The upcoming Euro 2012 football championship, due to be held in Poland and Ukraine in June and July, has been causing political controversy recently. Relations between the EU and Ukraine have deteriorated since the Ukrainian opposition leader and former Prime Minister Yulia Tymoshenko, currently held in prison on charges of abuse of power during her time in office, claimed she had been beaten by prison guards in her cell and began a hunger strike on 20 April. Tymoshenko, one of the leaders of the pro-Western “Orange Revolution” in 2004, lost the presidential elections in 2010 to the pro-Russian candidate Viktor Yanukovych. She argues the election was marred by voting irregularities, though international observers declared it honest and transparent. In late 2011, following what her supporters decry as a manipulated show trial, a Ukrainian court sentenced Tymoshenko to 7 years imprisonment (a sentence some consider to be politically motivated revenge from President Yanukovych).
Several European leaders have already cancelled their visits to Ukraine. Ministers from Germany, Austria and Belgium, along with European Commission President Jose Manuel Barroso and EU Commissioner for Justice Viviane Reding, have said they will not be attending the European football championships in Ukraine next month. In addition, Germany is putting mounting pressure on Kiev over the issue by threatening to wreck an upcoming EU-Ukraine trade deal.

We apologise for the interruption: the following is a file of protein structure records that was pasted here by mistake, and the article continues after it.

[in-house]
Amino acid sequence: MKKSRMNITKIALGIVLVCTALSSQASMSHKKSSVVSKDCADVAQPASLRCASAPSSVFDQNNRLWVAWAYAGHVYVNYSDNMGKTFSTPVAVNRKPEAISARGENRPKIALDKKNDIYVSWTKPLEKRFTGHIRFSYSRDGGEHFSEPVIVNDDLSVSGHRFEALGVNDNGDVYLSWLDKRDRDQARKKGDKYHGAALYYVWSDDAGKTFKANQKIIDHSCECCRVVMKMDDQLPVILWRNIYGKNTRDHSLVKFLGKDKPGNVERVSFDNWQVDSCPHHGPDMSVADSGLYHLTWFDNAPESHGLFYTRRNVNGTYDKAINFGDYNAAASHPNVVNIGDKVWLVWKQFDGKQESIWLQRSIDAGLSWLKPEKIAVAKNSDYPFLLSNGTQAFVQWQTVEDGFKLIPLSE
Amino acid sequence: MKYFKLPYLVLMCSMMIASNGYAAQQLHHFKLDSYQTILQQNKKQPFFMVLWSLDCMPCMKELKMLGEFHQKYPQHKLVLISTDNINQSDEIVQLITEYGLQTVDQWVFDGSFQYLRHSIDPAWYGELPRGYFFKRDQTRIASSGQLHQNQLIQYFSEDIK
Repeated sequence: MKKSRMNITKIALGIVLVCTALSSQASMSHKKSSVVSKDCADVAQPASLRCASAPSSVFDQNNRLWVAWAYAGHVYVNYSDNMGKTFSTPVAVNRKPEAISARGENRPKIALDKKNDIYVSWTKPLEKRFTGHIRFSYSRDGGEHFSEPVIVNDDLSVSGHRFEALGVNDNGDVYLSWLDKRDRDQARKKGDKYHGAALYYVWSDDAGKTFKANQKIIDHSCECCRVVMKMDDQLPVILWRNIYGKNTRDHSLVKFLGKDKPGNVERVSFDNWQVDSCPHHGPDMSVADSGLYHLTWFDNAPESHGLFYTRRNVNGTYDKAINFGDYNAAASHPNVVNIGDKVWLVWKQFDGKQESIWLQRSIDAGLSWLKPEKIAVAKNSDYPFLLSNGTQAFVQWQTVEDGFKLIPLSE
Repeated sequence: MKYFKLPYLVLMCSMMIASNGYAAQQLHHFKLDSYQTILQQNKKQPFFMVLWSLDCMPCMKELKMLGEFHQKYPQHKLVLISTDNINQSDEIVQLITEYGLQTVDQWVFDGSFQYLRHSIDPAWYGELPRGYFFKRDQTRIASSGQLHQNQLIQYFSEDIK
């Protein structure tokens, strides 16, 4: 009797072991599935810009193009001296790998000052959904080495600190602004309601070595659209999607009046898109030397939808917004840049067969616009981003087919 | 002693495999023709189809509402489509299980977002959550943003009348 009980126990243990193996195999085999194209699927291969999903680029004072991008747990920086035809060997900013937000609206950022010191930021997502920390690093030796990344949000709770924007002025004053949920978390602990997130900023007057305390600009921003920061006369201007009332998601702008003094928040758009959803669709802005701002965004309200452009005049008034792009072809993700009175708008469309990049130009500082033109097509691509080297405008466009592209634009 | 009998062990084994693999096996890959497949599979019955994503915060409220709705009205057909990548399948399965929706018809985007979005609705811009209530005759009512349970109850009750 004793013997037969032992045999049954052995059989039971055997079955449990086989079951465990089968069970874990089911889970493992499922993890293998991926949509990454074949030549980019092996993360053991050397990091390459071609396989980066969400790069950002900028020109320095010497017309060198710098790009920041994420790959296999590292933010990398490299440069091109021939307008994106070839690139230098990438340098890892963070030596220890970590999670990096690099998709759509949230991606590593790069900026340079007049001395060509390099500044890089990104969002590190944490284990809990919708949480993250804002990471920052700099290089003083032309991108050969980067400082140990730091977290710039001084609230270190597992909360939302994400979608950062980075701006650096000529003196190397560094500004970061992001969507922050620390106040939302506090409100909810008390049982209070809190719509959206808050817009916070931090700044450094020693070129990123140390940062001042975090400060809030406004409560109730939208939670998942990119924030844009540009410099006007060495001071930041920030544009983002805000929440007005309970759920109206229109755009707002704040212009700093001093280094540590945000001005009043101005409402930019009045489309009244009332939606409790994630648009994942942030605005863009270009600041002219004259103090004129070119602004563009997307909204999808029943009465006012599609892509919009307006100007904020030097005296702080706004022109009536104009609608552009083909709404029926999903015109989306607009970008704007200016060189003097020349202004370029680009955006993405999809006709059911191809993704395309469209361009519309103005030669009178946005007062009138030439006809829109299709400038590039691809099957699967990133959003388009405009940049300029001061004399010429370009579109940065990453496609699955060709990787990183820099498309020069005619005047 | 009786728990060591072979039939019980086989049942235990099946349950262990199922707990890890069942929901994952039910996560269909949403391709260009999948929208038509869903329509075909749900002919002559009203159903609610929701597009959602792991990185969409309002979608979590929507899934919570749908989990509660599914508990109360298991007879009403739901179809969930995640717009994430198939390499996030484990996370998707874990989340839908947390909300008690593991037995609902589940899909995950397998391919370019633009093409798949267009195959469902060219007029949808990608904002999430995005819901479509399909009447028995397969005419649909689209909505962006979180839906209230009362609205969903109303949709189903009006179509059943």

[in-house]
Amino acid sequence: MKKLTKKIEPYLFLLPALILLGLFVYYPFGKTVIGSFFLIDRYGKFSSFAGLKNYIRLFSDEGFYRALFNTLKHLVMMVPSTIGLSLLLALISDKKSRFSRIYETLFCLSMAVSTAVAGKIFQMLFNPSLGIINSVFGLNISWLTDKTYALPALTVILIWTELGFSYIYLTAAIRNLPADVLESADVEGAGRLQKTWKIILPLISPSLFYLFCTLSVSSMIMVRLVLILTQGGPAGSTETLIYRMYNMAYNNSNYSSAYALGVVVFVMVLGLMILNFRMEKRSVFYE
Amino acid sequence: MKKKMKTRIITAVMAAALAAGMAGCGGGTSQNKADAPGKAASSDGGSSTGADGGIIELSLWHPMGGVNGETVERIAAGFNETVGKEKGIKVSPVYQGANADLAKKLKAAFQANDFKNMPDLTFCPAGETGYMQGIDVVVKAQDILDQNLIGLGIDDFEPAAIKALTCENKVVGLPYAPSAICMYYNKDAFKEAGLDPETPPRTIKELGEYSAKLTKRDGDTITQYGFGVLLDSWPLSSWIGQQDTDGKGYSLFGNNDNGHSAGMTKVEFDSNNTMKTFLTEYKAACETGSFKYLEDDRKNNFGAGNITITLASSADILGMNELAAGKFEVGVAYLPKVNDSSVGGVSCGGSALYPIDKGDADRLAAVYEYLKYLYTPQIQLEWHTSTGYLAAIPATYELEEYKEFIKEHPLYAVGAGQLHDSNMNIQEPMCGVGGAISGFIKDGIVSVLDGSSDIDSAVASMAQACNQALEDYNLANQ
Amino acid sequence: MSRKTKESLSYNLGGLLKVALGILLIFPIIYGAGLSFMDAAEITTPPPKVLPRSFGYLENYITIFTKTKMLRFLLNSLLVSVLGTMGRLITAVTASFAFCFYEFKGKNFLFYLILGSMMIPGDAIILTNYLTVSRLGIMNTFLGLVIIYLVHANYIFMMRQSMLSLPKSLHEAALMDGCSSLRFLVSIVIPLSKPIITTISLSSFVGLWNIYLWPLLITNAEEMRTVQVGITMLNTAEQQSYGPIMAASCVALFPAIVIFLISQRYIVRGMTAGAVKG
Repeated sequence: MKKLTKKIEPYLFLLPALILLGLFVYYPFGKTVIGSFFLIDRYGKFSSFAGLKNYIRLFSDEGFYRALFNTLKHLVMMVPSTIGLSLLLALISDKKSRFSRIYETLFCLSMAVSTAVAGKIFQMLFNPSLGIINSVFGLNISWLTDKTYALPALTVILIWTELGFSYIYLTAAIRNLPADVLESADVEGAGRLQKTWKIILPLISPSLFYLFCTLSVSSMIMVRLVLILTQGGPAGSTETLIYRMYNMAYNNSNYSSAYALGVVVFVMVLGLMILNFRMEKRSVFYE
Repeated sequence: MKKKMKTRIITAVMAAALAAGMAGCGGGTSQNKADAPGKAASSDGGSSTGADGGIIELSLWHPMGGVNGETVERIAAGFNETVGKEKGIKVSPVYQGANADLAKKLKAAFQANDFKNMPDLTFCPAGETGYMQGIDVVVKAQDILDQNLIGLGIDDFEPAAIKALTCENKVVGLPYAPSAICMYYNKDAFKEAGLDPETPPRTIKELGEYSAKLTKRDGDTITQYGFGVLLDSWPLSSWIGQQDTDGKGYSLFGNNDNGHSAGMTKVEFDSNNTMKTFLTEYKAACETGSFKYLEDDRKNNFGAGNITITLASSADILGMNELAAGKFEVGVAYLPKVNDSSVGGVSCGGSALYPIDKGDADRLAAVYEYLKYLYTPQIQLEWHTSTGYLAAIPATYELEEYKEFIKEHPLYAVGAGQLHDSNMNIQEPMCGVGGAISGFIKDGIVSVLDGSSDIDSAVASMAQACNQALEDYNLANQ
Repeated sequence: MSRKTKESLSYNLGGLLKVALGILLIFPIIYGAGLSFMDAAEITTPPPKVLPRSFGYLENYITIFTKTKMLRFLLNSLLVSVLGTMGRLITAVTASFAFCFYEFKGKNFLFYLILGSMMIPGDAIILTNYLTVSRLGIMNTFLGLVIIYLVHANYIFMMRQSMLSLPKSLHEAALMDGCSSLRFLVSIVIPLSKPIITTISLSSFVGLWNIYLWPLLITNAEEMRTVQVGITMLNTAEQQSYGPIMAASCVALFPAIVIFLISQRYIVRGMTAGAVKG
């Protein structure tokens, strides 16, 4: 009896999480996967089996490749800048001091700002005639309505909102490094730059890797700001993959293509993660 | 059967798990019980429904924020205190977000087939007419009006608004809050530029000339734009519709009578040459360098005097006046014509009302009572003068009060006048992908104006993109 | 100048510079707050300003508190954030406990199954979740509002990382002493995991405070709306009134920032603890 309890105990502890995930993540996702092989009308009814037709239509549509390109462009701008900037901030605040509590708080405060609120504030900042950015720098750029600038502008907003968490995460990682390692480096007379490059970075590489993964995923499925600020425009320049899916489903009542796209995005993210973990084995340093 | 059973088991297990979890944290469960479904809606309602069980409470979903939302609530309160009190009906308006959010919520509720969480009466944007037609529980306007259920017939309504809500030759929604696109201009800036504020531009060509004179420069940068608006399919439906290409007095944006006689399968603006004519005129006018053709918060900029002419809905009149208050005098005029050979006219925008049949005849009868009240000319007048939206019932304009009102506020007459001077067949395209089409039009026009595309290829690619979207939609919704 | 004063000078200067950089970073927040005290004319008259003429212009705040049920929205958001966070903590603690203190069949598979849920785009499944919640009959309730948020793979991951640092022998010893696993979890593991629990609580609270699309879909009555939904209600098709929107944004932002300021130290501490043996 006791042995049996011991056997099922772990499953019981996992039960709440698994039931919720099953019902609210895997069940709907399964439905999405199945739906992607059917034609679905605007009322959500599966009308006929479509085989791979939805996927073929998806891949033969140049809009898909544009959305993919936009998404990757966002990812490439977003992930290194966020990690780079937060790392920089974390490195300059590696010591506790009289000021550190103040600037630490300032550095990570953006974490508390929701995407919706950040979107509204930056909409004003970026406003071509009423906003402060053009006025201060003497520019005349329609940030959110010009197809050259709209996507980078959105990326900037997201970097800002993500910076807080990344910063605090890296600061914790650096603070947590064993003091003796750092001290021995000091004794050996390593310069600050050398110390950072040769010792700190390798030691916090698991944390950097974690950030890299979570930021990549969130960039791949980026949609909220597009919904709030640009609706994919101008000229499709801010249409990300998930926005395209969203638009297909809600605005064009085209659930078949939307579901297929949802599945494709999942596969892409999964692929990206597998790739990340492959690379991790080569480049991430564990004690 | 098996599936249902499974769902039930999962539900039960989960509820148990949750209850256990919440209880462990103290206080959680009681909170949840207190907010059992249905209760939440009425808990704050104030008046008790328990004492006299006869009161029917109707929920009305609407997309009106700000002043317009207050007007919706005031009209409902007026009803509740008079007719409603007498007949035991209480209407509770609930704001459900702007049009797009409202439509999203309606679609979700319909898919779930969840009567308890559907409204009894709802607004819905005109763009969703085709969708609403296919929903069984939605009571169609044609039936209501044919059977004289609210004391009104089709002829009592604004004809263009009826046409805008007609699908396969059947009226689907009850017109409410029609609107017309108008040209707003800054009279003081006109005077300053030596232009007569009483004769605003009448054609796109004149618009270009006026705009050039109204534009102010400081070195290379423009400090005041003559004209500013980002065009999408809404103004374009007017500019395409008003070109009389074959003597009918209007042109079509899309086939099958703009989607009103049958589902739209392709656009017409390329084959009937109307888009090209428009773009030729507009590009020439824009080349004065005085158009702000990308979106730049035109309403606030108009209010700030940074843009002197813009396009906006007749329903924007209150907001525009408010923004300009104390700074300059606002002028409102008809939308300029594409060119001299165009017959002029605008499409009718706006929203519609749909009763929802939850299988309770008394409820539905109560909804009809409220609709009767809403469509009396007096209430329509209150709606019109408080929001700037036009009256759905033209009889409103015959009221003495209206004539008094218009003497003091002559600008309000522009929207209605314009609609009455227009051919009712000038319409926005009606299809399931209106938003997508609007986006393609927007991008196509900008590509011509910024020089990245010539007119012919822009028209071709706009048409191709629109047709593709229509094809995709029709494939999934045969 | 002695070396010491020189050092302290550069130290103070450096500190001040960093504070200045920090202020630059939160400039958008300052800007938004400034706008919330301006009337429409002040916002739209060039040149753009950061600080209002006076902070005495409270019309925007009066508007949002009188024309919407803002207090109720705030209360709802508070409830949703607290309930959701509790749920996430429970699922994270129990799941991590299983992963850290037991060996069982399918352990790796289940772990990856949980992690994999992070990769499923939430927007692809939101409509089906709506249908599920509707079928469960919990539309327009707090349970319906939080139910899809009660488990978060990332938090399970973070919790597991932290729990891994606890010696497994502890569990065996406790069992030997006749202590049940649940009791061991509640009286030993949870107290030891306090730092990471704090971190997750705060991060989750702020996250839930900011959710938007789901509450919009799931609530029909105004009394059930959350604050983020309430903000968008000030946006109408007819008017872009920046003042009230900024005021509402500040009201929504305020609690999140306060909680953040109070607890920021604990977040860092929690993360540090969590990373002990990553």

Is this a case of political repression or is the EU interferring in the legal system of another country? Commenting in November of last year on Debating Europe, Nikolai argued that:
The EU seems to care more about the fate of Ms Tymoshenko than the Ukrainian public. But then, the Ukrainian public know she is far from being a saint (like all Ukrainian politicians). In fact, few regard her as the champion of democracy she claims to be.
What do YOU think? Do you think a political boycott is a good idea? Would it help ensure transparency and protect human rights in Ukraine? Or is it a misguided attempt to interfere in another country’s affairs? Might it even encourage Ukraine to turn away from the EU and develop stronger relations with neighbouring Russia? Let us know your thoughts in the form below, and we’ll take them to policy-makers and experts for their reactions.
UPDATE: UEFA General Secretary Gianni Infantino has answered a video question sent in to Debating Europe about the political controversy surrounding Euro 2012. You can see the video below. Thanks to Euronews for posing the question on our behalf!